Atrium spaces have the potential to make vital contribution to the sustainable strategy and consequently eco-dynamics of a building. The environmental benefits in terms of daylight, natural ventilation, and heating that an atrium offers are widely recognised. Daylight availability in an atrium space is generally high; however, this may not necessarily be true for the adjoining spaces. Previous studies indicate that the daylight performance of the adjoining spaces can be improved through the design of atrium facades, whereby there is a progressive increase in the fenestration from the upper to the lower floors. Therefore, this paper seeks to systematically investigate the effects of different atrium façades design characterised by varied distribution of fenestrations on daylight (DFs) in an atrium and horizontal penetration of daylight in its adjoining spaces under overcast sky conditions for a four sided, top-lit, square atrium building of Well Index (WI) 1.25. Studies were undertaken using computer simulation software programs ECOTECT and RADIANCE with the objective of understanding the influence of facades and providing guidelines for facade design to create optimal daylighting conditions in the adjoining spaces. Three main curves were developed, each of which included five options of 20%, 30%, 40%, 50% and 60% openings on top floor with a progressive increase in openings and 100% opening on the ground floor. Results demonstrate that façade compositions have a very limited influence on daylight in the adjoining spaces offering very little benefi ts to the lower floors, where daylight is critical. But increase in opening on the top floor may increase DFs significantly on the top two floors. For this study, the option of 60% opening on top floor with progressive increase to 100% opening on ground floor provided the best results.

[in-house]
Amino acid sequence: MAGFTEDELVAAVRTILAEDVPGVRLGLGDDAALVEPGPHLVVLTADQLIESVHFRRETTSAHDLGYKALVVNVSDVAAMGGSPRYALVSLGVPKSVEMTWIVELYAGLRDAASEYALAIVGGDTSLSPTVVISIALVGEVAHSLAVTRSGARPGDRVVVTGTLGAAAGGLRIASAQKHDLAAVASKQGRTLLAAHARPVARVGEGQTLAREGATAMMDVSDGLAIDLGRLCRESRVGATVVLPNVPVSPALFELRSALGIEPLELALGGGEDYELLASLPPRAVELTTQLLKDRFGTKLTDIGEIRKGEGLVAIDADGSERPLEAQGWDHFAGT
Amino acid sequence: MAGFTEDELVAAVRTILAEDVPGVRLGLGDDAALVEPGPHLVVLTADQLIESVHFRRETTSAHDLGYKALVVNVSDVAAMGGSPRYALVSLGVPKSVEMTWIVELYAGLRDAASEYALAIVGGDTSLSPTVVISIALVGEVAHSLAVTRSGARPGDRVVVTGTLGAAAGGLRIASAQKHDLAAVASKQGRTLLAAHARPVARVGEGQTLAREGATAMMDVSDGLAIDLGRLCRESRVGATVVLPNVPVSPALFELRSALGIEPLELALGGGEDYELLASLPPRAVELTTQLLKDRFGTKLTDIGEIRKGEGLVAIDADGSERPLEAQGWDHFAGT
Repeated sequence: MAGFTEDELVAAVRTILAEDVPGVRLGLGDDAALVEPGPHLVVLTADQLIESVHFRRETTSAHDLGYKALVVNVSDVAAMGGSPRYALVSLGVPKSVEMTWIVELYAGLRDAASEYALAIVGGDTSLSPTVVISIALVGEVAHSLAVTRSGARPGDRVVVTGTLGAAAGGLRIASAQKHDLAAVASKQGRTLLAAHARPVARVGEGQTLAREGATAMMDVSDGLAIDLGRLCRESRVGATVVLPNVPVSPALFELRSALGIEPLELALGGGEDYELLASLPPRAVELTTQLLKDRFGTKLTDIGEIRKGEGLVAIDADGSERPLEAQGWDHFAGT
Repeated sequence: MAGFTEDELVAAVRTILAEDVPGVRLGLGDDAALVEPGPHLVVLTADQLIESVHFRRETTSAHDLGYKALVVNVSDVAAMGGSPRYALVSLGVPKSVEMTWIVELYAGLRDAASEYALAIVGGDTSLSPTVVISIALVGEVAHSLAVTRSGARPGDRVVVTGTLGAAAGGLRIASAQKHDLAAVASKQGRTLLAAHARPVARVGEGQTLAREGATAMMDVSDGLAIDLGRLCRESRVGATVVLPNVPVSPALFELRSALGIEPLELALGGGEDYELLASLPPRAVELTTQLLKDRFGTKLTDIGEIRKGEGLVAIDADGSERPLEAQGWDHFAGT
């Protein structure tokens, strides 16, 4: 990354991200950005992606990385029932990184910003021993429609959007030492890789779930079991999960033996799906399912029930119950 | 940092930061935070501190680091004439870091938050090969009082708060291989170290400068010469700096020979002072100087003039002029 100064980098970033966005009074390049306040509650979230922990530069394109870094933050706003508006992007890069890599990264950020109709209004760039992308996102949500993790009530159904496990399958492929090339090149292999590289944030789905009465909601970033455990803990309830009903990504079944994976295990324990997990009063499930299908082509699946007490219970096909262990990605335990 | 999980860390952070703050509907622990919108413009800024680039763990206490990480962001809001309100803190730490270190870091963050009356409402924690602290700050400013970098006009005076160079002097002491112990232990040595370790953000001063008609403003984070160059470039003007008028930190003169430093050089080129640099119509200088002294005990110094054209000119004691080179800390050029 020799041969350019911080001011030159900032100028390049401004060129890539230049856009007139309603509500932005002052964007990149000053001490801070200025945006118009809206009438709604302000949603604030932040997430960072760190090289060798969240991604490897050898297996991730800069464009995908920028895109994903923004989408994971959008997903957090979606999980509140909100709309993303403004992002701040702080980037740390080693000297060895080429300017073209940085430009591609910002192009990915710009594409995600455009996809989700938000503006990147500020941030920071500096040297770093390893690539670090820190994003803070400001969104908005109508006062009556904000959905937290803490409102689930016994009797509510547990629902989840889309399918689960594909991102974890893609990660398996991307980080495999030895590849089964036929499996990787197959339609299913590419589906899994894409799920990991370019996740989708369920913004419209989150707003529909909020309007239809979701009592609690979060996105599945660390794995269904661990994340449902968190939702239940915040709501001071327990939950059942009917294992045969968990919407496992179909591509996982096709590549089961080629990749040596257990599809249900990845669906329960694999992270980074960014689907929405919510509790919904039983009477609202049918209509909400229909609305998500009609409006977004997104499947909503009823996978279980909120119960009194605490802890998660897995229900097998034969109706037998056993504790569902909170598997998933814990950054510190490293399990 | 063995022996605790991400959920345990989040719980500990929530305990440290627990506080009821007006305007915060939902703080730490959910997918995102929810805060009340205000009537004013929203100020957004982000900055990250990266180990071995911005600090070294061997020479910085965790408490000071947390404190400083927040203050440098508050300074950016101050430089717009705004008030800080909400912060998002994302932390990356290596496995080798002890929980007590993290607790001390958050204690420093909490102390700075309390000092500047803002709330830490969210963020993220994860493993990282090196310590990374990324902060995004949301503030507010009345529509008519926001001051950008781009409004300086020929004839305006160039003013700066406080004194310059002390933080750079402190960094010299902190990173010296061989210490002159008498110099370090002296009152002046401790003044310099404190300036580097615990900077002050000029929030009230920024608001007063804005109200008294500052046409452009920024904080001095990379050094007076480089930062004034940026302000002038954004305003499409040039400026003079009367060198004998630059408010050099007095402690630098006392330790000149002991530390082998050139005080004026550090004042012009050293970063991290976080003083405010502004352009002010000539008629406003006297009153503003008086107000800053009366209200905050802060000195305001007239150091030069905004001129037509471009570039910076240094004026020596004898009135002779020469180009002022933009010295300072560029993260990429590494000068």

Adjoining spaces, atrium, daylighting strategies, facade design, fenestration distribution
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